The late Steve Jobs would be proud: Last year, it was estimated that 1.5 million American students took courses online. Across the country, a majority of school districts have at least one student accessing classes through the internet.
New research from Goldwater Institute Senior Fellow Dan Lips explains how online education is revolutionizing the ways in which students access information. “Today, the breadth of digital learning programs extends from full-time online virtual schools to occasional online instruction. The benefits include improved academic achievement and a better overall learning experience for students,” writes Lips.
Report cards produced by the Digital Learning Council indicate that Arizona’s virtual offerings compare well to other states nationally. Composed of leaders from both the education and business sectors, the Council formed to help states develop high-quality digital learning environments.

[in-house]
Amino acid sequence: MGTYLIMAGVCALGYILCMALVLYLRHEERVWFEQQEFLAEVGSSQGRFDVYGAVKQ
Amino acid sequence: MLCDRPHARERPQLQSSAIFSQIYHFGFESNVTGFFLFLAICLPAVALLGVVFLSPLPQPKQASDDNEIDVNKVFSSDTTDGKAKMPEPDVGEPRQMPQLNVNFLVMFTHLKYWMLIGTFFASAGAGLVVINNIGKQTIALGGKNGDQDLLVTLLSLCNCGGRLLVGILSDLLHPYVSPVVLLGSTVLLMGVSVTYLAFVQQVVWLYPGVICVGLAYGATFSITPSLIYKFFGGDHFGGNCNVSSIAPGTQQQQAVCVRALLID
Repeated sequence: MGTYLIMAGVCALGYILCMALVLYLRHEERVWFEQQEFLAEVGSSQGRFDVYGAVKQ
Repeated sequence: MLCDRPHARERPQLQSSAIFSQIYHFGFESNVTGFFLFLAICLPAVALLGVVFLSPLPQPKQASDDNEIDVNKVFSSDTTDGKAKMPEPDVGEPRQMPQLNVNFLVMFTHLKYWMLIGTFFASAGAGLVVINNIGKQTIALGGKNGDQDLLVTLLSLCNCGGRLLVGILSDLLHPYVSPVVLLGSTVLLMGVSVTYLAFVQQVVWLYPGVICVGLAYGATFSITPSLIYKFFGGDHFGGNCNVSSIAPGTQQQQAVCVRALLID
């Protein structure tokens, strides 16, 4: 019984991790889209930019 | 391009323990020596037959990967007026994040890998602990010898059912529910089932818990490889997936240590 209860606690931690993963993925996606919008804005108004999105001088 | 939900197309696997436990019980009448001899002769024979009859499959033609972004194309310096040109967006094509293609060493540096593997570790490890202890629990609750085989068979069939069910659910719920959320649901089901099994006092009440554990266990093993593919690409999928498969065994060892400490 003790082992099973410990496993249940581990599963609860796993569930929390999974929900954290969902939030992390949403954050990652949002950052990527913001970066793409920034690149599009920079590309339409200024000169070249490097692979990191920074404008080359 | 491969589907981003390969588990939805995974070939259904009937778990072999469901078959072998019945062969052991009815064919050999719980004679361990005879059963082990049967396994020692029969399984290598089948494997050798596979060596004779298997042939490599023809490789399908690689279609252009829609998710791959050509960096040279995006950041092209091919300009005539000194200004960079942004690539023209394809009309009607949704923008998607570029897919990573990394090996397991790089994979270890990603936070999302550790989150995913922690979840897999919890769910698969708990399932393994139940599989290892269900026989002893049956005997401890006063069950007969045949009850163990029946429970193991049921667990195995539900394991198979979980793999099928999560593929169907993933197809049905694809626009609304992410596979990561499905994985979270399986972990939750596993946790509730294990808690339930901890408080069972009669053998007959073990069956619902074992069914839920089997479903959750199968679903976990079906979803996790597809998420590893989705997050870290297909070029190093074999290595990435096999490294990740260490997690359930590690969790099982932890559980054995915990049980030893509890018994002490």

One of the main challenges to virtual education in Arizona is that some districts deny online credits earned outside the district. While district leaders should determine whether credits earned elsewhere indicate that a student has mastered the material, district policies shouldn’t limit the usefulness of digital content to students. A significant part of online education’s potential lies in the content’s accessibility — for example, an Arizona student sitting in the library can learn from a teacher working from home in California.
Virtual education also changes the discussion about how to meet students’ needs. “The conversation moves from choosing a school to choosing individual services that specifically meet a student’s needs,” writes Lips. With content accessible almost anywhere, a student’s education can be precisely customized through school choice programs that allow students to earn credits anytime, anywhere.
Experts predict that in 10 years, half of all high school instruction will take place online. As online programs add to the ways in which students can be educated, Arizona leaders should use the policy models afforded us by school choice programs to give all students access.
Jonathan Butcher is education director for the Goldwater Institute.
Digital Learning Now: Arizona Report Card